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Corrections stops drugs

For Immediate Release 17 January 2008

Corrections stops drugs

The Department of Corrections is pleased to confirm that a visitor to Tongariro/Rangipo Prison was caught trying to smuggle contraband in to a prisoner on Sunday afternoon.

“Stopping contraband entering prisons, and apprehending those who do attempt to smuggle it in, is one of Corrections highest priorities,” says Tongariro/Rangipo Prison Manager Paul Vlaanderen.

“In the last five years we have implemented a number of security measures, including electronic security devices and cameras, closed circuit TV, video motion detectors, microwave sensors, and an extra electronic barrier arm.

“Prison checkpoints are regularly set up outside the prison to screen visitors and staff. Checkpoints routinely involve searches being undertaken by drug dogs. This has resulted in greater numbers of contraband being intercepted.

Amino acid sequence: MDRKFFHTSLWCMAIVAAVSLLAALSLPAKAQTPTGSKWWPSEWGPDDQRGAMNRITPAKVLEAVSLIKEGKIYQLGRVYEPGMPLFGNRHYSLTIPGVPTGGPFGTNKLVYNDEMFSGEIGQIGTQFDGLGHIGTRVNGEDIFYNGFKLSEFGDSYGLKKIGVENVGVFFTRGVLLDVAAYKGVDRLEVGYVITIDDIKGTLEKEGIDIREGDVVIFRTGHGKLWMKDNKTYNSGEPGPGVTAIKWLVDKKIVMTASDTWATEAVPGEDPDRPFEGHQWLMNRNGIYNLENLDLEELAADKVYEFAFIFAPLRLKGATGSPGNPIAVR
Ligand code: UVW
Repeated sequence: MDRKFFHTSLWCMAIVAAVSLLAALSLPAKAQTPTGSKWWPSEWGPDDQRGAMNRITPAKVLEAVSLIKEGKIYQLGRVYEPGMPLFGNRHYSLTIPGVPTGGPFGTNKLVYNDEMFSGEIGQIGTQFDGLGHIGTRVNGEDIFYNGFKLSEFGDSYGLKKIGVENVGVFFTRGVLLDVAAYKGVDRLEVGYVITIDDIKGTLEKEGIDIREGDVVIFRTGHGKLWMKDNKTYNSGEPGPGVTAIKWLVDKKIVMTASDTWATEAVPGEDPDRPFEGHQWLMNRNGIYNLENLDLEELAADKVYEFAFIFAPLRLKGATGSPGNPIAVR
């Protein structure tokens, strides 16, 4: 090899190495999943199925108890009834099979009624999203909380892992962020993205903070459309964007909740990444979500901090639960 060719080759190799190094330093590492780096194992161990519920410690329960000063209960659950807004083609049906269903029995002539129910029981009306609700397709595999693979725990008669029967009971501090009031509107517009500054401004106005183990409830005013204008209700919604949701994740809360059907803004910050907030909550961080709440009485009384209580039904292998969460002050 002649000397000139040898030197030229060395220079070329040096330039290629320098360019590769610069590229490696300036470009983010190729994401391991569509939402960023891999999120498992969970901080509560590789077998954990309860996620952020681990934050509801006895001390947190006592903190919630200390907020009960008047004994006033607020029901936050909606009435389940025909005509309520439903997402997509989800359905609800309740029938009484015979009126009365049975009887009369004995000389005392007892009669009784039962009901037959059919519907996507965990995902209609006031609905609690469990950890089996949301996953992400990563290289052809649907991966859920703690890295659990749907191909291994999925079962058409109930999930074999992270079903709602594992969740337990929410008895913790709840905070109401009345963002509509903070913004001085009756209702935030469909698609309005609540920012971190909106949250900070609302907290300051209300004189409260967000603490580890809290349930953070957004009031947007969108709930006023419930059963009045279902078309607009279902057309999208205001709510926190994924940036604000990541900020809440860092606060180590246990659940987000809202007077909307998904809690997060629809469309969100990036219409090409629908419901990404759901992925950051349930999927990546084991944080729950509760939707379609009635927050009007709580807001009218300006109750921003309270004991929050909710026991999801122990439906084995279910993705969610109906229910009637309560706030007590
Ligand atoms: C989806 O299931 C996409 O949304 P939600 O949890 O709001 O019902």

“Thanks to these security measures and the diligence of our staff, a visitor on Sunday was apprehended and a quantity of drugs were seized for Police.

“Our staff reacted quickly, following all appropriate procedures, when they suspected that an attempt was being made to smuggle contraband.

“The visitor was detained and interviewed, as was the prisoner. Staff found the contraband and placed it in an evidence bag.

“Prison Services take any attempt to introduce contraband, in any form, into the prison environment very seriously. In this case police were notified and attended at the prison.

“The prisoner and his visitor will charged by police over the incident,” says Mr Vlaanderen.

“Prisoners have a high rate of drug dependency, therefore there is high demand for drugs in prisons. Stopping the supply of drugs is one part of the answer to reduce this dependency.

“Our strategy is working. In 1998, positive random drug tests in New Zealand prisons were 34 percent. The current rate is 12.7 percent.”


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